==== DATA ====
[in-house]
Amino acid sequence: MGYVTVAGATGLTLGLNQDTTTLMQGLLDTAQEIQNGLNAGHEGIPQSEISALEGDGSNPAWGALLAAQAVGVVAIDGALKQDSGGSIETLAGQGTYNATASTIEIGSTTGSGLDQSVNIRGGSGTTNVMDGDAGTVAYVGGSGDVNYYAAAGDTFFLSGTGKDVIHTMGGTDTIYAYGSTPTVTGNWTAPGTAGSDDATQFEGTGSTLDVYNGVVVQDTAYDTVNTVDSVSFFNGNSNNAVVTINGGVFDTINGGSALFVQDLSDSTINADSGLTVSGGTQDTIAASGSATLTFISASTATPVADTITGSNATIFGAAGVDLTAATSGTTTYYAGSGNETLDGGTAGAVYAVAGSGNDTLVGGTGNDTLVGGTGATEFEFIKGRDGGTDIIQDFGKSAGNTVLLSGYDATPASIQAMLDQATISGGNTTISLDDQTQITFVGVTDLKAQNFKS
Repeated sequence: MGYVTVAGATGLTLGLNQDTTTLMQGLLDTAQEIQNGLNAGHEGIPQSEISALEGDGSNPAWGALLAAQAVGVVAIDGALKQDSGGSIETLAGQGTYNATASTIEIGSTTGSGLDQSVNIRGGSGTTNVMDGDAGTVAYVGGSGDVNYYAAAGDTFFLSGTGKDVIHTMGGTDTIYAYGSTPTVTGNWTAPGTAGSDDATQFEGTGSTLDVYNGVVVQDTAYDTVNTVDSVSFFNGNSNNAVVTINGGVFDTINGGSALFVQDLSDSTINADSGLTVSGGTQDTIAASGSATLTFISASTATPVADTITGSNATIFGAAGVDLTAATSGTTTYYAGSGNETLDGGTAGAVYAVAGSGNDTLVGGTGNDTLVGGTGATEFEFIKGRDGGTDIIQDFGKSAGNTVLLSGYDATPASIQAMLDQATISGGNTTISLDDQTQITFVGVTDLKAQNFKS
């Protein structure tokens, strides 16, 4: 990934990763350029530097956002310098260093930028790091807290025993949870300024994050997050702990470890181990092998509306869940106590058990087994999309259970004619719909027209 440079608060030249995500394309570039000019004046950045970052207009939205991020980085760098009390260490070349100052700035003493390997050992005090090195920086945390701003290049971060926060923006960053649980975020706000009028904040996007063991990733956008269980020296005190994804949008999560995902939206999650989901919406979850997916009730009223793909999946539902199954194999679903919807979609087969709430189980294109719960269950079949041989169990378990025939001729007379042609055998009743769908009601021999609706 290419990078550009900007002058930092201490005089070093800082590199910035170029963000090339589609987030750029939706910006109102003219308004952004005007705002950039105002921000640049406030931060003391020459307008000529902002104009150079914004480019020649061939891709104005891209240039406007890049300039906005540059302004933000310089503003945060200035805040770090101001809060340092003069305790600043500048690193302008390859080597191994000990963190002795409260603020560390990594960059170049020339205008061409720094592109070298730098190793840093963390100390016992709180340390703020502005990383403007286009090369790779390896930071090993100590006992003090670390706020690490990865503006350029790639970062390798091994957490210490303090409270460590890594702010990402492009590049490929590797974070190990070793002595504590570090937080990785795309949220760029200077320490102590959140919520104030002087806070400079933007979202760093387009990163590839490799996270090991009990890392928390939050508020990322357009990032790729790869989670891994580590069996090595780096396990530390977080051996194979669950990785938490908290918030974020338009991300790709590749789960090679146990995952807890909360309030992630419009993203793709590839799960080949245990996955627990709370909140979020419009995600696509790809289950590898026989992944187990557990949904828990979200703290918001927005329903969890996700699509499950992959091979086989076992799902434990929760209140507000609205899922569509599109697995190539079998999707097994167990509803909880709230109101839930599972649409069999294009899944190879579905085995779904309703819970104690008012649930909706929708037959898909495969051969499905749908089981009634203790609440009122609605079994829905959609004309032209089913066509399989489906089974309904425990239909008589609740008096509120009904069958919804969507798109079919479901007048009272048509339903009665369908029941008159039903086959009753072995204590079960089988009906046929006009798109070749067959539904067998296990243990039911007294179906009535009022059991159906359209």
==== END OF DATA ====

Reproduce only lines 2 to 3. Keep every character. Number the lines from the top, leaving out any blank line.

Amino acid sequence: MGYVTVAGATGLTLGLNQDTTTLMQGLLDTAQEIQNGLNAGHEGIPQSEISALEGDGSNPAWGALLAAQAVGVVAIDGALKQDSGGSIETLAGQGTYNATASTIEIGSTTGSGLDQSVNIRGGSGTTNVMDGDAGTVAYVGGSGDVNYYAAAGDTFFLSGTGKDVIHTMGGTDTIYAYGSTPTVTGNWTAPGTAGSDDATQFEGTGSTLDVYNGVVVQDTAYDTVNTVDSVSFFNGNSNNAVVTINGGVFDTINGGSALFVQDLSDSTINADSGLTVSGGTQDTIAASGSATLTFISASTATPVADTITGSNATIFGAAGVDLTAATSGTTTYYAGSGNETLDGGTAGAVYAVAGSGNDTLVGGTGNDTLVGGTGATEFEFIKGRDGGTDIIQDFGKSAGNTVLLSGYDATPASIQAMLDQATISGGNTTISLDDQTQITFVGVTDLKAQNFKS
Repeated sequence: MGYVTVAGATGLTLGLNQDTTTLMQGLLDTAQEIQNGLNAGHEGIPQSEISALEGDGSNPAWGALLAAQAVGVVAIDGALKQDSGGSIETLAGQGTYNATASTIEIGSTTGSGLDQSVNIRGGSGTTNVMDGDAGTVAYVGGSGDVNYYAAAGDTFFLSGTGKDVIHTMGGTDTIYAYGSTPTVTGNWTAPGTAGSDDATQFEGTGSTLDVYNGVVVQDTAYDTVNTVDSVSFFNGNSNNAVVTINGGVFDTINGGSALFVQDLSDSTINADSGLTVSGGTQDTIAASGSATLTFISASTATPVADTITGSNATIFGAAGVDLTAATSGTTTYYAGSGNETLDGGTAGAVYAVAGSGNDTLVGGTGNDTLVGGTGATEFEFIKGRDGGTDIIQDFGKSAGNTVLLSGYDATPASIQAMLDQATISGGNTTISLDDQTQITFVGVTDLKAQNFKS